Cerebral Cortex Research Paper

Academic Writing Service

Sample Cerebral Cortex Research Paper. Browse other research paper examples and check the list of research paper topics for more inspiration. iResearchNet offers academic assignment help for students all over the world: writing from scratch, editing, proofreading, problem solving, from essays to dissertations, from humanities to STEM. We offer full confidentiality, safe payment, originality, and money-back guarantee. Secure your academic success with our risk-free services.

If it is possible to distinguish a hierarchy of complexity in behavior, ranging from the simplest reflex to the so-called cognitive functions, and if behavior is related to the structural organization of the brain, there is no doubt that the cerebral cortex corresponds to the highest levels. The main reasons for this generally accepted notion are the following: (a) the cerebral cortex is not only the largest piece of cerebral gray matter in humans and in other mammals, but it is also the one with the most impressive system of internal connections, suggesting an essentially global operation; (b) there are good reasons to believe that most of the connections between cortical neurons are of the

Academic Writing, Editing, Proofreading, And Problem Solving Services

Get 10% OFF with 24START discount code

‘plastic’ kind, i.e., they are modified through learning and thus incorporate knowledge about the world; and (c) lesions of the cerebral cortex often impair behavior in a realm that clearly belongs to the psychological level, such as language, orientation, and perception. This pre-eminence of the cerebral cortex in the control of complex behavior can be related to some of its anatomical and physiological peculiarities.

1. The Structural Type Of The Cortex

The term cortex defines a class of brain structures characterized by an essentially two-dimensional layout. A ‘vertical’ organization along the ‘thickness’ of the cortex is repeated almost identically throughout the ‘plane’ of the cortex. The thickness of the cerebral cortex in humans varies between about 2 and 4 mm (in the mouse 1 mm) while in the plane the cortex of one hemisphere covers an area of about 1000 cm2 (in the mouse about 1 cm2 ). Besides the cerebral cortex of mammals, the cerebellar cortex, the optic tectum, and many other structures of vertebrate and invertebrate brains are built according to a similar two-dimensional scheme. What they all have in common is a diffuse projection of inputs over the whole plane, which is transformed by a unitary operation, varying from cortex to cortex, into the output. In many places the plane of the ‘cortex’ represents point to point some external input space such as the visual field or the surface of the body. Also, at every point of the cortical plane, output fibers leave the cortex to reach a variety of destinations, including other parts of the cortex itself. In the cerebral cortex of mammals both input and output fiber systems are on the same side of the cortical plane, forming the so-called ‘hemispheric white matter’ (with some minor exceptions in a marginal region, where the olfactory input enters the cortex in the uppermost layer, see olfactory input O in Fig. 1). In addition to the cortico-cortical fibers, sensory input fibers and motor output fibers shown in Fig. 1, the white matter contains a diffuse system of cortical fibers reaching the basal ganglia, as well as a system of two-way connections between cortex and thalamus.

Cerebral Cortex Research Paper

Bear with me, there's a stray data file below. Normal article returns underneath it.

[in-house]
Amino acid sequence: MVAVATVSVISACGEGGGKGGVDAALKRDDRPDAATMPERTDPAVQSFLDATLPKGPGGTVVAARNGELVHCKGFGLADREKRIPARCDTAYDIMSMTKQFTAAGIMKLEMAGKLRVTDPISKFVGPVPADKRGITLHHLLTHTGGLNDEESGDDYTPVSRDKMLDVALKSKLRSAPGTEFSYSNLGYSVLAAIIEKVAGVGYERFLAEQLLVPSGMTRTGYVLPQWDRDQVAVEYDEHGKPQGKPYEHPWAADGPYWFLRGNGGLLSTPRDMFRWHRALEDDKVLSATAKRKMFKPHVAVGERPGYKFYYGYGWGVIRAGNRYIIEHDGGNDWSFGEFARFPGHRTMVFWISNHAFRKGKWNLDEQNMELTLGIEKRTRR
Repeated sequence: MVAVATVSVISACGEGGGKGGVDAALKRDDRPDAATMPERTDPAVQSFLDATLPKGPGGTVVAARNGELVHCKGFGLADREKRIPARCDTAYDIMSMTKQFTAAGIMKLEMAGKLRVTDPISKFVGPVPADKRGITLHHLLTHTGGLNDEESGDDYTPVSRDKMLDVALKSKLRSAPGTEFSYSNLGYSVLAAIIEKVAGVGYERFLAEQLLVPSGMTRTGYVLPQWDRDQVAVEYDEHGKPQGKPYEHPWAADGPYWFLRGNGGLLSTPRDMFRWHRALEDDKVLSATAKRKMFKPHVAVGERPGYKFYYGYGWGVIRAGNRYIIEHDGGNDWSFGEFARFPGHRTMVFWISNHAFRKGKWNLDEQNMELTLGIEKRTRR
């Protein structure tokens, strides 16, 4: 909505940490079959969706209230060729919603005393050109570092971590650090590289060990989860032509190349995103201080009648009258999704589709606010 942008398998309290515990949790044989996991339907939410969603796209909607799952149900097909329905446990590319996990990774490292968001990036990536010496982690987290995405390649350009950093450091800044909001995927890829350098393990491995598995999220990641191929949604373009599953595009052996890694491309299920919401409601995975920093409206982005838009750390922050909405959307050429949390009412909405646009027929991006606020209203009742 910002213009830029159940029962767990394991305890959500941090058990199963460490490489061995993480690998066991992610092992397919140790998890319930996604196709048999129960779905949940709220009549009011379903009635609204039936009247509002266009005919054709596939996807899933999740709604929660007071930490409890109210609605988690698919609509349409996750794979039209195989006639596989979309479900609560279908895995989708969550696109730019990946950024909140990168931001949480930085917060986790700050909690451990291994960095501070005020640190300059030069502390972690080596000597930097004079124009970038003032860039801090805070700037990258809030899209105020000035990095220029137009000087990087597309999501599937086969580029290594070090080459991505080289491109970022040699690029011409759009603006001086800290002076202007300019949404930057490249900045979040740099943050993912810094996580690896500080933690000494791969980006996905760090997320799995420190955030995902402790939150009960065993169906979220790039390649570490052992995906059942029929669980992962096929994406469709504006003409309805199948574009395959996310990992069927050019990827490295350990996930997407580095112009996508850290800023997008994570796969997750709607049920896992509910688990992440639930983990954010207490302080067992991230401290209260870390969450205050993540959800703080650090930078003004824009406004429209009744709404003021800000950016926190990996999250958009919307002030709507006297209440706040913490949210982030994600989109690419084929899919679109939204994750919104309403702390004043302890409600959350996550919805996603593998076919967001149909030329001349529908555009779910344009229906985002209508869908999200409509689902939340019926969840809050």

2. Layers

As in other cortices, the input from distant places reaches the cerebral cortex predominantly at a special level of the cortical thickness. Similarly, the output to other parts of the brain takes its origin from another level. This distinction of input and output levels, together with the levels where most of the internal traffic of the cortex takes place, is at the origin of the well-known laminar structure of the cerebral cortex. The most common distinction is one of six layers, numbered (usually by Roman numerals) from the top down (from the free surface to the white matter). The most characteristic features of the various layers with respect to input and output are the following: the upper layers, layers I to III, are devoted to communication between distant parts of the cortex within or between hemispheres. Layer IV is the level at which sensory input fibers terminate (relayed from the thalamus), or fibers mostly from other parts of the cortex directly relaying such inputs. Layer V sends fibers to the basal ganglia and to distant parts of the brain or to the spinal cord. Layer VI communicates with the uppermost layers, as well as with the thalamus.

All of these statements are only statistically valid: a certain amount of thalamic fibers can also reach layers I, III, and VI, and layers IV to VI also participate to a certain degree in cortico-cortical communication. In spite of this, the distinction of the layers also gains support in the appearance of histological sections through the cortex. When the neural cell bodies are stained, the layers differ both in the number and the size of the neurons they contain. They also differ in the density of fibers in myelin preparations (Fig. 2). These differences are certainly related to the different roles the layers play in cortical information handling.

Cerebral Cortex Research Paper

The complexity of interactions both within and between layers can be appreciated by staining individual neurons in their entirety, for example with the time-honored Golgi method or with the modern techniques of intracellular injection of dyes. These methods show cortical neurons as three-dimensional devices which collect signals in the region of their dendritic trees and distribute them in the region (or regions) of their axonal terminations. The diameters of axonal and dendritic trees greatly exceed (by a factor of 10 to 100 or more) the distance between the corresponding cell bodies in the tissue. The result is an extremely dense felt of cell processes in which each neuron is interwoven with about 100,000 other neurons. Taking this into account, it follows that the borders between the layers cannot be as sharp as they sometimes appear in textbook diagrams, since they are always crossed by dendrites and axons of many neurons in adjoining, and even more distant layers (Fig. 1).